How does peer pressure affect your life and family?
Has your child said to you, "But everybody else is doing it!"
Have you said to your child, "If your friends jumped off a bridge would you jump off a bridge?"
How does peer pressure affect your parenting? Do you give in to the peer pressure of other parents?
The kind of peer pressure we feel relates directly to the kind of peers we have. Our social circle can dramatically affect our parenting. While nursing a toddler on a bench at the park might be shocking in some circles, in others a mother feels twinges of guilt because she didn't nurse her child past 24 months. Some parents feel pressured by their friends to take their kids out of school and homeschool, while other parents face constant criticism for making that very choice.
If we do something because everybody else is doing it, regardless of how it fits with our children, we are parenting by peer pressure. It takes a huge amount of courage to parent consciously, not blindly embracing how our peers are parenting. No matter how right or wise or intelligent our peers may be, we have to figure out what works for us, our children and our family. And no matter how right we think we are, we need to remember that, as inconceivable as it may seem, not everyone can or should parent exactly like we do. The challenge then is to figure out what is authentic to our family, what works for us, and how to identify when we are giving into peer pressure with negative consequences. This is easier than you might think. We must simply look to our relationship with our children. When there is stress, anger, animosity, hurt or lack of connection then we need to find the cause. When joy, peace and connection are missing from our family we need to consider how we are parenting and what changes need to be made to better meet our family's unique needs.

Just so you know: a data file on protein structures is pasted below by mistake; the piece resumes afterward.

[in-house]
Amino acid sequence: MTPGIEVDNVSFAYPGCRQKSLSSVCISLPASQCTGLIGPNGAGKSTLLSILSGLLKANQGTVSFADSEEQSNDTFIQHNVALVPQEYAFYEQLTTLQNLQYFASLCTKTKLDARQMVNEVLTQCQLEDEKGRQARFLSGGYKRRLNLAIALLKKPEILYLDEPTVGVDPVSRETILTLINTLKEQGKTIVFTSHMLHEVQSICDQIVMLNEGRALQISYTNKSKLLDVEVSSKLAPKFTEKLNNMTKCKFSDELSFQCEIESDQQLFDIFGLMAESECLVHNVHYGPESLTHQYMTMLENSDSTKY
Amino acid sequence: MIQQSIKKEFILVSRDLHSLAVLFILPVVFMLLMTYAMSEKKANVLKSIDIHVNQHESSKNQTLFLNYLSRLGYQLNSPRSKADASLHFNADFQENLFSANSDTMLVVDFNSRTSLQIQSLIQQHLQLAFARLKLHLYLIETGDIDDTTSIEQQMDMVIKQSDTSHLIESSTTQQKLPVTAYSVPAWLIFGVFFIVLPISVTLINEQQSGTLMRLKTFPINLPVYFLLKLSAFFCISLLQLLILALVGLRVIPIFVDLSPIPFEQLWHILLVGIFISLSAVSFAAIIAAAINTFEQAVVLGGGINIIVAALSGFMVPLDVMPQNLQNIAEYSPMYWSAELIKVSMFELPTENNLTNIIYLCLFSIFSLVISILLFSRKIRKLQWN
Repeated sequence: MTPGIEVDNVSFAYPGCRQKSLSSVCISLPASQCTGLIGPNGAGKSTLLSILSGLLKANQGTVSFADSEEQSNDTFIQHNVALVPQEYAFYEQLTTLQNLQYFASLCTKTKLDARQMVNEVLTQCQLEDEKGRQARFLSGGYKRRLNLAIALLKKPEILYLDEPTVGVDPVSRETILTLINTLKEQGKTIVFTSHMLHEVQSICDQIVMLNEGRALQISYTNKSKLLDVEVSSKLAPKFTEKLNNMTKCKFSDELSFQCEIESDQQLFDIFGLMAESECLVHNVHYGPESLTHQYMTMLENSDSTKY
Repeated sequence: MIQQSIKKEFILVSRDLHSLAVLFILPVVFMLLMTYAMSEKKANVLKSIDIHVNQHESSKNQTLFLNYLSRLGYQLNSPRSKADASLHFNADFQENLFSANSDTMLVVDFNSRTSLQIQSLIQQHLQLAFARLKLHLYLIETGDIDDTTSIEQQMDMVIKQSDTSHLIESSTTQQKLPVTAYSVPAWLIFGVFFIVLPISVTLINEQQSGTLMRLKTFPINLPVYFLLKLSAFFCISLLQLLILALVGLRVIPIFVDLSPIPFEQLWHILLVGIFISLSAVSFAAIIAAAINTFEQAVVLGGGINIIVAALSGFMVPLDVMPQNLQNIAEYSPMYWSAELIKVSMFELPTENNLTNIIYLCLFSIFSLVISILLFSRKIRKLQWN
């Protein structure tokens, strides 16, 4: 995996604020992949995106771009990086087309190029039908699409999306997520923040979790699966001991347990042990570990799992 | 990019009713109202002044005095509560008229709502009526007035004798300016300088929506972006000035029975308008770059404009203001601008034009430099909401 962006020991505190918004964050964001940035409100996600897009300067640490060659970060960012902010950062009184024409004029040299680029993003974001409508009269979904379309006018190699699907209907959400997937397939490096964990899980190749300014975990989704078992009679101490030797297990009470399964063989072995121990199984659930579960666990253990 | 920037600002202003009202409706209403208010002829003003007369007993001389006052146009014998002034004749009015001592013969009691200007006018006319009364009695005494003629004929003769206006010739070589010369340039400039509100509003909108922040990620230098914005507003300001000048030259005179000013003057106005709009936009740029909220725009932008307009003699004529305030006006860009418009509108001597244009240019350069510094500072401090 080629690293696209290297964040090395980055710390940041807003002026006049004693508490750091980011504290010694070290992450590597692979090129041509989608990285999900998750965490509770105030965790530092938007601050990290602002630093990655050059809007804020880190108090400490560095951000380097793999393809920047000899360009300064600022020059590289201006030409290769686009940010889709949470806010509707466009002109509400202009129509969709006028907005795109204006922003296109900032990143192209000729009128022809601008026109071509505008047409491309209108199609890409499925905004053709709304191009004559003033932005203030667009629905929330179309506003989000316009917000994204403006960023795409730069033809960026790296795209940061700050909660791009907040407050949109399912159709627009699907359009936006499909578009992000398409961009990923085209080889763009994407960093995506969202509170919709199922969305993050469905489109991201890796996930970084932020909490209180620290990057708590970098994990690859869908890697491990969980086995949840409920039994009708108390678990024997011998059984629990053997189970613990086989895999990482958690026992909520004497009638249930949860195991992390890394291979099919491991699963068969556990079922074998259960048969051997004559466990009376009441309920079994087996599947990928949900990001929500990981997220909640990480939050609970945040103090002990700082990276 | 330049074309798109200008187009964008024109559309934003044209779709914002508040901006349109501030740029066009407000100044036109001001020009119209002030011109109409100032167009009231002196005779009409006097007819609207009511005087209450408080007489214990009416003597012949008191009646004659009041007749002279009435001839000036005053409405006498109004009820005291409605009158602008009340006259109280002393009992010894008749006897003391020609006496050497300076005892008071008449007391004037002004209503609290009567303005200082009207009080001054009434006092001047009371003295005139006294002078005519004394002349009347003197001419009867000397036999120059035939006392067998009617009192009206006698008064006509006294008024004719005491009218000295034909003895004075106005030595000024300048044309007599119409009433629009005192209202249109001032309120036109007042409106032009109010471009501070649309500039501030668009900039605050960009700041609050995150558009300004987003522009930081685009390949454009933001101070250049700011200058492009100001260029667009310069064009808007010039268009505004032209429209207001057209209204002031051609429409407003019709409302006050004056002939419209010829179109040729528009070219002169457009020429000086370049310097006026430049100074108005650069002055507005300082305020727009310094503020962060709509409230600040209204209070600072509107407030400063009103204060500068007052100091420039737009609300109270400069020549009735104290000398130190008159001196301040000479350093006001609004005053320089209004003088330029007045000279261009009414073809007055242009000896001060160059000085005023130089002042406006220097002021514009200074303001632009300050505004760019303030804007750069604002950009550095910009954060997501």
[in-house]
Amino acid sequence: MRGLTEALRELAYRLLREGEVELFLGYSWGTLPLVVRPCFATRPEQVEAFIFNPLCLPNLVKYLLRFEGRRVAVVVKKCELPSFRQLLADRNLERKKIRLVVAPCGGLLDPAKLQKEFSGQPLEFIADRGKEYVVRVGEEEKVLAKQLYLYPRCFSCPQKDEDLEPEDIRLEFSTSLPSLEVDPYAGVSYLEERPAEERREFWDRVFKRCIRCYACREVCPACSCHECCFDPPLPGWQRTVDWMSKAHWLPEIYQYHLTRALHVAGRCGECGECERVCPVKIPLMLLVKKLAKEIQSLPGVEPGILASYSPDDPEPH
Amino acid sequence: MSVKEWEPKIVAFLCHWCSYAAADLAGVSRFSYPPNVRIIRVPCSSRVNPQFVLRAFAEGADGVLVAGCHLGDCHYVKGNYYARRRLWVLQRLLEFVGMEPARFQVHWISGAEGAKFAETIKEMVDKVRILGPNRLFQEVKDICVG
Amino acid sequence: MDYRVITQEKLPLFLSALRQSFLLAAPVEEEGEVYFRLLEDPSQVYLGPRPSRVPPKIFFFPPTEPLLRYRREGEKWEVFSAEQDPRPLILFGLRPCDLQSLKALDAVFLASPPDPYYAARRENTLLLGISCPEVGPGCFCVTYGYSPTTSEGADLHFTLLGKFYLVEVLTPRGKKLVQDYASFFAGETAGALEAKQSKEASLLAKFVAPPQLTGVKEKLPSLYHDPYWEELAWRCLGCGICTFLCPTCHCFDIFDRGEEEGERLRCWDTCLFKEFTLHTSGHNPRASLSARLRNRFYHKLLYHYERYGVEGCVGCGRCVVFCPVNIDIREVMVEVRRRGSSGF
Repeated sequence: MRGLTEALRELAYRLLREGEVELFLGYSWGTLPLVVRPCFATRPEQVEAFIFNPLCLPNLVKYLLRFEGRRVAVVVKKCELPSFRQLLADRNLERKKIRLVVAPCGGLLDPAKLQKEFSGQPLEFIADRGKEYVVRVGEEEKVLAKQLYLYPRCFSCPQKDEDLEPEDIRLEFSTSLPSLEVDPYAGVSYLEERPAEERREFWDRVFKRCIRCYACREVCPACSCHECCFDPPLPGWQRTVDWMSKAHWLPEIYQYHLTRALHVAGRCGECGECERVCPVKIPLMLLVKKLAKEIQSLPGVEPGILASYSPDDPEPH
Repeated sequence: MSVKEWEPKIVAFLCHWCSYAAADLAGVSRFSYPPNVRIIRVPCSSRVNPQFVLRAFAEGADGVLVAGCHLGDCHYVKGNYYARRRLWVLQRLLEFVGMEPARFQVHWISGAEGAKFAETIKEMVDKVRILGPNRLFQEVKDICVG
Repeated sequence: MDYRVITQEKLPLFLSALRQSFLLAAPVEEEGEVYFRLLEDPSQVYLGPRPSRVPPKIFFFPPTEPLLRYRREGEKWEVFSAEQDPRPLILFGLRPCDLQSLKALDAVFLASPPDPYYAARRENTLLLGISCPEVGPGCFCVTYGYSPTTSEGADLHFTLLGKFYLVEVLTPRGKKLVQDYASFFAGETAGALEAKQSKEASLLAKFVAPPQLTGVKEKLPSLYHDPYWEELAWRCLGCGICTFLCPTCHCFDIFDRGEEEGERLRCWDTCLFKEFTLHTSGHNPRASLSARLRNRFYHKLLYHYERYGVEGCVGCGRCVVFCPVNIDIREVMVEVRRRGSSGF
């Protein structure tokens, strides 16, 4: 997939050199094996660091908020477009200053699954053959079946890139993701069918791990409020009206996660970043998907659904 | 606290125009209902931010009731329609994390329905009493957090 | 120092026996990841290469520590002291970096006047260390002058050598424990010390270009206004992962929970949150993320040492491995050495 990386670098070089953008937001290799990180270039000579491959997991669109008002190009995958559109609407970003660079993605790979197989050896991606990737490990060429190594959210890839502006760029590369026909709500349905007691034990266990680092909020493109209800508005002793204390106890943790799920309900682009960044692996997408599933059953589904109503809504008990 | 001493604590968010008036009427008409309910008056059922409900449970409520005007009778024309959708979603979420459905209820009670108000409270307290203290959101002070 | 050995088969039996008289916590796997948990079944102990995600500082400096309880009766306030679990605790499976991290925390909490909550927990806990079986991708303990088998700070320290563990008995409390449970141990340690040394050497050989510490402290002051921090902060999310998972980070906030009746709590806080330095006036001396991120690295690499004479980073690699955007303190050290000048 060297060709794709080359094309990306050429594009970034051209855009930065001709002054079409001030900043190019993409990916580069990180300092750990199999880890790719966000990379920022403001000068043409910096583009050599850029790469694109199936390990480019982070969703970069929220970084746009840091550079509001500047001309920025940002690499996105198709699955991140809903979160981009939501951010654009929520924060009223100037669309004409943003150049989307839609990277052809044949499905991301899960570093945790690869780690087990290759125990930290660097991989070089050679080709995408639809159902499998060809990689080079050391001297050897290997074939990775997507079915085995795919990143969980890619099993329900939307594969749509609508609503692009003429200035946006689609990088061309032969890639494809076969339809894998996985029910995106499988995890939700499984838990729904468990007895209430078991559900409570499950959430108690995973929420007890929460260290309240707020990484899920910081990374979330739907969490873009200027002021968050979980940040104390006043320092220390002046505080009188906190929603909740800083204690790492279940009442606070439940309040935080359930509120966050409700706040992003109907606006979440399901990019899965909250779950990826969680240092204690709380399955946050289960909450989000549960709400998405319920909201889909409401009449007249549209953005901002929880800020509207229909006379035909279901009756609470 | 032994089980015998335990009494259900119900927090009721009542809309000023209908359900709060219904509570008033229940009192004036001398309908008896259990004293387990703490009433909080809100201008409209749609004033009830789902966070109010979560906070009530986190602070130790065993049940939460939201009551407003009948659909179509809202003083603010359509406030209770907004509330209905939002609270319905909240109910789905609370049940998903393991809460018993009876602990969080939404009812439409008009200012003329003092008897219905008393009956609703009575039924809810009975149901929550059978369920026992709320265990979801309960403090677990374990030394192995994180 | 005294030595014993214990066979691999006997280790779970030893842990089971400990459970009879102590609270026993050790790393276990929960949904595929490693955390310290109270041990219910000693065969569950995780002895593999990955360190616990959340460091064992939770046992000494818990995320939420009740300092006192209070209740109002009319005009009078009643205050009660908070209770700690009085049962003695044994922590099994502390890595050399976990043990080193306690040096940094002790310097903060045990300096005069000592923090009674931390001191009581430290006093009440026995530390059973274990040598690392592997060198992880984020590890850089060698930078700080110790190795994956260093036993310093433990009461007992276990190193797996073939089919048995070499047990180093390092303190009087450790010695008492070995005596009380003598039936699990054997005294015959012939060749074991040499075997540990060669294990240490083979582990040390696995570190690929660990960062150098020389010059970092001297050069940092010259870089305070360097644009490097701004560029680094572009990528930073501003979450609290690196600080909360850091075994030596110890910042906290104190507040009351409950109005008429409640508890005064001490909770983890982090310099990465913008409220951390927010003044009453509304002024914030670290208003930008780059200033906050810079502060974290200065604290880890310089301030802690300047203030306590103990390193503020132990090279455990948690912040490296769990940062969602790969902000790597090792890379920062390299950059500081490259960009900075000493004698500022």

Our peers may insist that a consistent bedtime routine at the same time each night is necessary for our children to learn good sleep habits. We may have a child who has regular melt downs at bedtime. We need to learn about different approaches to sleeping, and pay attention to our child's verbal and non-verbal communication, to find a way to meet that child's sleep needs. Our peers may have families who believe complete freedom regarding when and where to sleep is necessary for children to grow up listening to their bodies and knowing what they need. We may have a child who thrives on routines and prefers to sleep at the same time each night and we may need to be home by a certain time to support that child in getting to bed "on time." If we are happy and healthiest when we sleep on a schedule then our family's approach to sleeping may also be different from our peers who are content sleeping different hours each day. If we have different sleep needs then our children creative solutions to meeting everyone's needs will be required.
We cannot justify our parenting by saying "everybody's doing it!" If the other parents pushed their children off the bridge would you push your children off the bridge? Just because all the other parents send their children to school doesn't mean we have to send our children. On the other hand, if all of our peers keep their children home from school and we have a child who wants to go to school it doesn't mean we cannot send our child to school. If all of our peers put their babies into cribs we can choose to have a family bed. If all of our peers have a family bed but that is causing lack of sleep for some members in our family than it may be time to come up with creative solutions regarding who sleeps where and with whom each night.
There are times when we may need to find new peers. If our peers consider parental needs as more important than the needs of children instead of considering everyone's needs as equally important, if they do not treat their children with respect, if we come away from time with them feeling beat down and discouraged instead of supported and encouraged, it is time to find new peers. If our peers parent through control instead of connection, punishment and praise instead of partnership, and retribution instead of respect it is time to find new peers. Finding new peers can be hard. Leaving behind old social circles may be emotionally difficult. When we find friends who have a positive impact on our relationship with our children the sense of community and support adds depth and richness to our lives. We respect each other and support each other in finding ways to meet our family's needs. Consider the parents you call your friends, do they have a positive impact on your parenting? Is it time to find new parenting peers?